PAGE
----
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    lost in the terrain:
anselm kiefer

by Peter Schjeldahl
 
     
 
Your Age and Mine and the Age of the World
1997
at Gagosian in Soho
 
Remnants of the Sun
1997
at Gagosian in Soho
 
20 Jahre Einsamkeit
1971-91
at Marian Goodman Gallery, 1993
 
20 Jahre Einsamkeit
1971-91
at Marian Goodman Gallery, 1993
 
Your Age and Mine and the Age of the World
1997
at Gagosian in Soho
 
Your Age and Mine and the Age of the World
1997
at Gagosian in Soho
There has been almost no art-world conversation about Anselm Kiefer since 1993, when a bizarre show at Marian Goodman Gallery left a confused, even traumatized silence that has not dissipated. That occasion incidentally strained my sometime friendship with the great German, whose art I had often celebrated. I still think he's great. His recent works may be retreads of familiar motifs, but they are beautiful in the Kiefer way: brutal and exquisite, operatic and hushed. New vast paintings and massive books at Gagosian, based on Kiefer's photographs of brickyards in India and inscribed with phrases of poetry, move me almost as of old, when I am looking at them, though they lack his best work's staying power in the mind.

In the 1970s and early '80s, Kiefer changed the world as much as an artist can. Esthetically, he dissolved seemingly permanent contradictions between photo-based, intellectually dry Conceptualism and old-time, emotionally sublime Abstract Expressionism. He did so in service to a recklessly brave critical mission, unpacking mythic pathos and historical ironies of modern German horrors. For many, including me, his work melted a frozen curse on German civilization. Kiefer made his fellow Germans very nervous. He was received with thrilled gratitude nearly everywhere else (notably including Israel). His career is a stirring, complicated story, now in the blind spot of art talk.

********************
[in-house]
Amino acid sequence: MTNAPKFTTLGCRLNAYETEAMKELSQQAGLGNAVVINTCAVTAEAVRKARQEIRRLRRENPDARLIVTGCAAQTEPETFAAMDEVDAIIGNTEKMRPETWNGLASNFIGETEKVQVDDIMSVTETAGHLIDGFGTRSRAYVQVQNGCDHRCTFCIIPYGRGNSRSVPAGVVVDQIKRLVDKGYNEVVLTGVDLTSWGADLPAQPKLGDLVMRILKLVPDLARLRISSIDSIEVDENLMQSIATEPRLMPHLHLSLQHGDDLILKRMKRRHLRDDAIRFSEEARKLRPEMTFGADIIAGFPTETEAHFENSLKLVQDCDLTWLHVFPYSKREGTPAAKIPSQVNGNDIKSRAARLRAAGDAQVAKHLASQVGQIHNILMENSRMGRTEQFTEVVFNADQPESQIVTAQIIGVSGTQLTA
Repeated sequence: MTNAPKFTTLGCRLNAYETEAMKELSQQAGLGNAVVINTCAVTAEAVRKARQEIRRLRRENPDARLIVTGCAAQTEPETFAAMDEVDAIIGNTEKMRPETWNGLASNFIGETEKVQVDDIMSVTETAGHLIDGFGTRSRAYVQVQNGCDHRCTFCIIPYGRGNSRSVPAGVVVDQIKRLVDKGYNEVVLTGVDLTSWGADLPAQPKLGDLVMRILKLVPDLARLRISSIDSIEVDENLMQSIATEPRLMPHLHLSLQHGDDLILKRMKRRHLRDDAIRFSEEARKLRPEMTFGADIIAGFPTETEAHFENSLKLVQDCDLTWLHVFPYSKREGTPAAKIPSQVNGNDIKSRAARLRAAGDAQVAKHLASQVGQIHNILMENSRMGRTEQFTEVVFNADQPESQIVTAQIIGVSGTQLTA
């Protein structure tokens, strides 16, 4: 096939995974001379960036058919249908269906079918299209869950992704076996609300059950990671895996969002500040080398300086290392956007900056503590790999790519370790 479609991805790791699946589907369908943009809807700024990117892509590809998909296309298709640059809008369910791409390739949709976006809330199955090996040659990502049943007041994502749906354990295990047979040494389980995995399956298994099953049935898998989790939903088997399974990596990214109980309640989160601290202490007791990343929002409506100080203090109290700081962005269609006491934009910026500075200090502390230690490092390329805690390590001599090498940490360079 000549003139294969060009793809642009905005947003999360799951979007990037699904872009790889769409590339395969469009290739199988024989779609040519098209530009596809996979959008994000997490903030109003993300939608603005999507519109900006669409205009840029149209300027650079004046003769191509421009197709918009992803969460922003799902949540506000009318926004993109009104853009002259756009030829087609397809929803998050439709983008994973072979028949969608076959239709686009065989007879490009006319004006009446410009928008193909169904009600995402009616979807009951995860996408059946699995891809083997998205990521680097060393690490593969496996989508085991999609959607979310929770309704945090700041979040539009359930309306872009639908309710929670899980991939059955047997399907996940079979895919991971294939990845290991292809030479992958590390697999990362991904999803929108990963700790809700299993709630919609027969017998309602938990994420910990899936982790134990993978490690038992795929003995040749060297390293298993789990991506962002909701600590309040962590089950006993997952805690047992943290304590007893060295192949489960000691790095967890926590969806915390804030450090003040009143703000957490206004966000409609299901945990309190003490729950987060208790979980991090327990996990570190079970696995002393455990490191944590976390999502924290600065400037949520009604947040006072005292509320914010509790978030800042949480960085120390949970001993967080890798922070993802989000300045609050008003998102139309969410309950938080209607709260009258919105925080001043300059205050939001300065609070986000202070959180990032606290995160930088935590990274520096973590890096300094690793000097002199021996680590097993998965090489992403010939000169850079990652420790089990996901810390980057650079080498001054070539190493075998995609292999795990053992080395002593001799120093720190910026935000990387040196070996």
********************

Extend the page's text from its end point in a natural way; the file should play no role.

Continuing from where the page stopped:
A major revival of interest in Kiefer seems inevitable at some point, but it will be difficult. He is a difficult -- a troubled and troubling -- man, as his jawdrop revelations of 1993 made plain. Shortly before that, he left his wife, children and longtime home in a forest town near Frankfurt and moved to his present home in the south of France. He did something wild with his huge collection of his own artworks, worth millions even in that moment of market recession. Rather than truck them down to France, he made a ceiling-high stack of them strewn with dirt and dried vegetation. He titled the never-to-be disassembled junk pile 20 Years of Solitude.

The reference to solitude was no mere literary conceit, it turned out. Hundreds of heaped, white-painted ledgers and handmade books comprised the rest of his 1993 show. The pages were stained with the artist's semen. If one believed him -- and I have never known Kiefer to lie -- his sex life during his last 20 years in Germany consisted largely of frequent masturbation onto paper. This weird form of self-publication gave "bibliophilia" a whole new meaning, or it could have if anyone discussed the matter. Kiefer asked me to write a text for a catalogue of the masturbation books. I tried. Between lingering shock and fits of giggles, I failed. Other critics simply clammed up and tip-toed away. Ever since, it has been as if the show never happened.